Abraham Baruchov, 49, of Clifton, N.J., was sentenced today to three years in state prison by Superior Court Judge Liliana S. DeAvila-Silebi in Bergen County. He pleaded guilty on Dec. 17 to a second-degree charge of receiving stolen property. He was ordered to pay restitution of $275,000 to the major retailer from which the products were stolen. The state previously seized approximately $223,000 in cash and bank accounts from Baruchov that he has forfeited to pay restitution.
Deputy Attorneys General Janet R. Bosi and Naju Lathia prosecuted Baruchov and handled the sentencing for the Division of Criminal Justice Financial & Computer Crimes Bureau, which investigated the case.
In pleading guilty, Baruchov admitted that he purchased and received numerous items that he knew were stolen from a major retail company by other persons. He knew that some of the items were stolen through the fraudulent use of stolen credit card information. The state investigation revealed that, in fact, all of the items were purchased online with stolen credit card information. The investigation revealed that from January 2013 through February 2014, Baruchov received more than 1,400 items of stolen merchandise worth approximately $275,000, which he resold on websites such as eBay and Amazon, including numerous Keurig and Cuisinart coffee makers. The items either were shipped by the retail company to addresses used by Baruchov or were sent directly to his online customers. The company referred the case to the Division of Criminal Justice after its investigators traced stolen goods to Baruchov.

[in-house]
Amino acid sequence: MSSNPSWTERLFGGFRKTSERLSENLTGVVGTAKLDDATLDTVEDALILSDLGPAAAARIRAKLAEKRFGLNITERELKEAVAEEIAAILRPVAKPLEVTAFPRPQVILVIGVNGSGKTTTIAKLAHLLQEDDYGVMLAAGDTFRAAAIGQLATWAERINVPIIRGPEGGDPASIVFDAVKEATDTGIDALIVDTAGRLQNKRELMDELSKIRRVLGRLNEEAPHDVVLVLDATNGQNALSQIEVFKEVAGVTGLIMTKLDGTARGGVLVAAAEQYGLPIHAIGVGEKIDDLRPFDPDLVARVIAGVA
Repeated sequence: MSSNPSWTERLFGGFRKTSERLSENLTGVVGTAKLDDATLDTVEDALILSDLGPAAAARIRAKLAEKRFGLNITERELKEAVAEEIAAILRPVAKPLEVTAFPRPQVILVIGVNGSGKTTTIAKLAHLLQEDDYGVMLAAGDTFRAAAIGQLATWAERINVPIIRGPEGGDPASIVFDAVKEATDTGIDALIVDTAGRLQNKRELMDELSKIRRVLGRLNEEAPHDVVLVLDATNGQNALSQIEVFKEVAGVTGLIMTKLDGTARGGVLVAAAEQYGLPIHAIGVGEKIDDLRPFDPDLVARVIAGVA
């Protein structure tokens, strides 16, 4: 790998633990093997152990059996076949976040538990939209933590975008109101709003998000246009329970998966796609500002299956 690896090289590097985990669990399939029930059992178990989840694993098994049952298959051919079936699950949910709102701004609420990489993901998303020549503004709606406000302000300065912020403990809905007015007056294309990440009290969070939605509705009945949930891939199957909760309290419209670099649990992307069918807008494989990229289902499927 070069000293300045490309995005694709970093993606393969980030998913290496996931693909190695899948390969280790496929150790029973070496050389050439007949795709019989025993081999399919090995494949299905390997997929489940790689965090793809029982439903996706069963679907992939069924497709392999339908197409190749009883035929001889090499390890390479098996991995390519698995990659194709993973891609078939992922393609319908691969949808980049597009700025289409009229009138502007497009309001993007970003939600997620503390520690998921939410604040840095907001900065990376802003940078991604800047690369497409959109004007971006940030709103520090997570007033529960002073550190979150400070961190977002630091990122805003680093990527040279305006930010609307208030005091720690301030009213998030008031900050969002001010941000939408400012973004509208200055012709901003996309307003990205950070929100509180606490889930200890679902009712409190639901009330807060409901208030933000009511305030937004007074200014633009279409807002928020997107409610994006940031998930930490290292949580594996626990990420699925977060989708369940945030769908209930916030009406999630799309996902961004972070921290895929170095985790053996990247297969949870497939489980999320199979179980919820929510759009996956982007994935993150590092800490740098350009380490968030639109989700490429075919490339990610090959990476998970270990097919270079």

“Baruchov took advantage of the anonymity afforded by consumer-to-consumer websites to sell a quarter of a million dollars in stolen appliances in just over a year,” said Acting Attorney General Hoffman. “We’re working hard to expose this hidden black market activity on the Internet and bring perpetrators like Baruchov to justice.”
“If you encounter someone selling brand new products on the Internet at well below market prices, that should raise a red flag,” said Director Elie Honig of the Division of Criminal Justice. “We urge consumers to contact us confidentially if they suspect criminal activity on the Internet, so we can investigate. We want to keep e-commerce safe and secure for consumers and retailers alike.”
Acting Attorney General Hoffman and Director Honig noted that the Division of Criminal Justice Corruption Bureau has established a toll-free tip line 1-866-TIPS-4CJ for the public to report corruption, financial crime and other illegal activities confidentially. The public also can log on to the Division of Criminal Justice Web page at www.njdcj.org to report suspected wrongdoing.
Baruchov was arrested by detectives of the Division of Criminal Justice on Feb. 17, 2014 on charges including receiving stolen property, fencing and money laundering.
The lead detective for the investigation was Detective Abraham Aquino of the Division of Criminal Justice Financial & Computer Crimes Bureau.